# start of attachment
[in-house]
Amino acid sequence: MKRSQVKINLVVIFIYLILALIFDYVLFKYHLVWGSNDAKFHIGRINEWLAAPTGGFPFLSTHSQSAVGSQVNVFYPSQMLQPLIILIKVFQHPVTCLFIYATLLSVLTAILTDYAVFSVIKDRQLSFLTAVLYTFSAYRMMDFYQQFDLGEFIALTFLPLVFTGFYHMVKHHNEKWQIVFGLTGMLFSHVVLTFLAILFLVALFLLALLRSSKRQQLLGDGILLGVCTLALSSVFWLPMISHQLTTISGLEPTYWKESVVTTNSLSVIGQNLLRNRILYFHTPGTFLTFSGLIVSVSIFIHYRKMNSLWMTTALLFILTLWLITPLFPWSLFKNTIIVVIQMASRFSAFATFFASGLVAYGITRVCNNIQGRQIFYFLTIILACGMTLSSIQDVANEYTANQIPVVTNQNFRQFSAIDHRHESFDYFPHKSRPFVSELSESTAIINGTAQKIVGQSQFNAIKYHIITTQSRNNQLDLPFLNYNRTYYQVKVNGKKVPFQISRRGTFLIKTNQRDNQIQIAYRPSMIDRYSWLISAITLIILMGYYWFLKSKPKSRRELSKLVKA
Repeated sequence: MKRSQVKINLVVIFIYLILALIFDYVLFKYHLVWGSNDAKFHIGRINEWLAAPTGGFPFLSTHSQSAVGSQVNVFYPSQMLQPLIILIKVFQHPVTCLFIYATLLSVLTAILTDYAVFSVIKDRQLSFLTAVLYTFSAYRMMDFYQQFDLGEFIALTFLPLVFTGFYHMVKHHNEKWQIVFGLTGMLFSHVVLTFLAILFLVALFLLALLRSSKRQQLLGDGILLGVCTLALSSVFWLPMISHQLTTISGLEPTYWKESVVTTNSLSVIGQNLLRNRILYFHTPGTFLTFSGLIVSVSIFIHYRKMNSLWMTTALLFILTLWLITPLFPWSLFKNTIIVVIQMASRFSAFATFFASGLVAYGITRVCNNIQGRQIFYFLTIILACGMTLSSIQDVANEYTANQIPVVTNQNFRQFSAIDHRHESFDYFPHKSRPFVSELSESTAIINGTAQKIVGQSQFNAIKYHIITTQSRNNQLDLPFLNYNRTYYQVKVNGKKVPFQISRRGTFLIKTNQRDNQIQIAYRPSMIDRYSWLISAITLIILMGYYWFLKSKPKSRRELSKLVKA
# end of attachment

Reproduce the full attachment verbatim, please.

[in-house]
Amino acid sequence: MKRSQVKINLVVIFIYLILALIFDYVLFKYHLVWGSNDAKFHIGRINEWLAAPTGGFPFLSTHSQSAVGSQVNVFYPSQMLQPLIILIKVFQHPVTCLFIYATLLSVLTAILTDYAVFSVIKDRQLSFLTAVLYTFSAYRMMDFYQQFDLGEFIALTFLPLVFTGFYHMVKHHNEKWQIVFGLTGMLFSHVVLTFLAILFLVALFLLALLRSSKRQQLLGDGILLGVCTLALSSVFWLPMISHQLTTISGLEPTYWKESVVTTNSLSVIGQNLLRNRILYFHTPGTFLTFSGLIVSVSIFIHYRKMNSLWMTTALLFILTLWLITPLFPWSLFKNTIIVVIQMASRFSAFATFFASGLVAYGITRVCNNIQGRQIFYFLTIILACGMTLSSIQDVANEYTANQIPVVTNQNFRQFSAIDHRHESFDYFPHKSRPFVSELSESTAIINGTAQKIVGQSQFNAIKYHIITTQSRNNQLDLPFLNYNRTYYQVKVNGKKVPFQISRRGTFLIKTNQRDNQIQIAYRPSMIDRYSWLISAITLIILMGYYWFLKSKPKSRRELSKLVKA
Repeated sequence: MKRSQVKINLVVIFIYLILALIFDYVLFKYHLVWGSNDAKFHIGRINEWLAAPTGGFPFLSTHSQSAVGSQVNVFYPSQMLQPLIILIKVFQHPVTCLFIYATLLSVLTAILTDYAVFSVIKDRQLSFLTAVLYTFSAYRMMDFYQQFDLGEFIALTFLPLVFTGFYHMVKHHNEKWQIVFGLTGMLFSHVVLTFLAILFLVALFLLALLRSSKRQQLLGDGILLGVCTLALSSVFWLPMISHQLTTISGLEPTYWKESVVTTNSLSVIGQNLLRNRILYFHTPGTFLTFSGLIVSVSIFIHYRKMNSLWMTTALLFILTLWLITPLFPWSLFKNTIIVVIQMASRFSAFATFFASGLVAYGITRVCNNIQGRQIFYFLTIILACGMTLSSIQDVANEYTANQIPVVTNQNFRQFSAIDHRHESFDYFPHKSRPFVSELSESTAIINGTAQKIVGQSQFNAIKYHIITTQSRNNQLDLPFLNYNRTYYQVKVNGKKVPFQISRRGTFLIKTNQRDNQIQIAYRPSMIDRYSWLISAITLIILMGYYWFLKSKPKSRRELSKLVKA